He’d found his sound at last, but he’d lost any notion of career momentum. He holed up in Wichita Falls with his wife and new baby, wondering where to go next. First, he needed to release That Kind of Man, and Cody Canada’s imprint, Underground Sounds, put it out. Then James and Canada began playing as an acoustic duo all over Texas. That morphed into a full band, the Departed, with the two singer-guitarists in front of a rhythm section. They made two albums: 2011’s This Is Indian Country, a tribute to Canada’s favorite Oklahoma artists, and 2012’s Adventus, where James wrote or co-wrote 11 of the 14 songs.

“That was a whole different world for me,” James says. “Those guys were seasoned rock ’n’  rollers. All we did was have fun. It was a long way from Moorhaus Ranch, but I got right in there with them. I had some good times, but I had to get out at a certain point.”

After he gave notice but before he left, he played a last show with the Departed at the annual Braun Brothers Reunion in Challis, Idaho (hosted by Willy and Cody Braun of Reckless Kelly and Micky and Gary Braun of Micky & The Motorcars) in 2013. The road manager came on the bus and told James, “A guy dropped off your guitars; here they are.” That was weird, because James’ guitars were already packed on the bus. Someone was gifting him two nice guitars and hadn’t left a card or even a name.

“During the show,” James remembers, “I noticed a guy off to the side, and somehow I knew that was the guy. I tracked him down after the set, and we hit it off. His name was Scott Meehan, and he designed and build race cars, but he was also a serious music guy. I’d visit him in Utah, and he’d visit me in Texas, and our wives liked each other, too.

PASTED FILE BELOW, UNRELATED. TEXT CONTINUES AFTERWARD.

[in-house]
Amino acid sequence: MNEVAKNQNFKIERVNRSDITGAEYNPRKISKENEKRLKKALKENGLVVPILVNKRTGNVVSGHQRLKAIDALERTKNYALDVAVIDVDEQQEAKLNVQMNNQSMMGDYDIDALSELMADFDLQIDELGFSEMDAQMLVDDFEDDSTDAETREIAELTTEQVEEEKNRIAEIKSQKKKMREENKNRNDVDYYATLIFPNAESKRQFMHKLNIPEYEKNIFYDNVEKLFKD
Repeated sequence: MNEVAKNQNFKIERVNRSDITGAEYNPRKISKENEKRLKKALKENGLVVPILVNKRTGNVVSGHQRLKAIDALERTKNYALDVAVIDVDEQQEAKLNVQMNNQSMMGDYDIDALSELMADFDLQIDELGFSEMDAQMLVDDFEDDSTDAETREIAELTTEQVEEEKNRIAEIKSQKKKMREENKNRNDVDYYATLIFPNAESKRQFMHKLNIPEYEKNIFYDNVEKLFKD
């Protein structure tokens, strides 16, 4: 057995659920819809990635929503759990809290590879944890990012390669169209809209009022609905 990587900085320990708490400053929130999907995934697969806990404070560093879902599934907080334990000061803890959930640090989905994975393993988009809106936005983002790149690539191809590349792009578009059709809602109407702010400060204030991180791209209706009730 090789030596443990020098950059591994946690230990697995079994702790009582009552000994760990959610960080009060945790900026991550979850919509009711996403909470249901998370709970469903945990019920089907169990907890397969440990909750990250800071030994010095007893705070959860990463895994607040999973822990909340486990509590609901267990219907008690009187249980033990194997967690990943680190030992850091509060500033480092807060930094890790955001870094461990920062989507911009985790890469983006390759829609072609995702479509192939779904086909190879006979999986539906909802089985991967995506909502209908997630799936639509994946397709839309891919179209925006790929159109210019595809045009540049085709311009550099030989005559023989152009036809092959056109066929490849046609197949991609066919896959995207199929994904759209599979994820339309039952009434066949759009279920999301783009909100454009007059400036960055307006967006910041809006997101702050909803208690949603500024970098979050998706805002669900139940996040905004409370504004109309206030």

“After a few years, Scott asked me, ‘When are you going to record again?’ I tried to explain it’s almost impossible to make money on a record these days, but he said, ‘Let’s make an album.’ It’s the best possible situation for an artist: he makes everything possible and stays out of the musical decisions. He calls his label Tiny Ass Records, which is a terrible name, but he’s a beautiful human being.”

Their first project together was 2016’s A Million Miles of Love, an album of duets between James and his wife Jessica Murray, who’d been a touring backup singer for Pat Green and Cory Morrow before getting married. Produced by Lloyd Maines and relying on songwriting from James’ old Nashville pals (Stapleton, Mike Henderson, Jay Knowles, Sean McConnell and Al Anderson), the album offers different variations on the commitment to making romance work in the face of multiple and nefarious obstacles. The back-and-forth between James’ low tenor and Murray’s big soprano echoed the interaction between Chris and Morgane Stapleton on their records.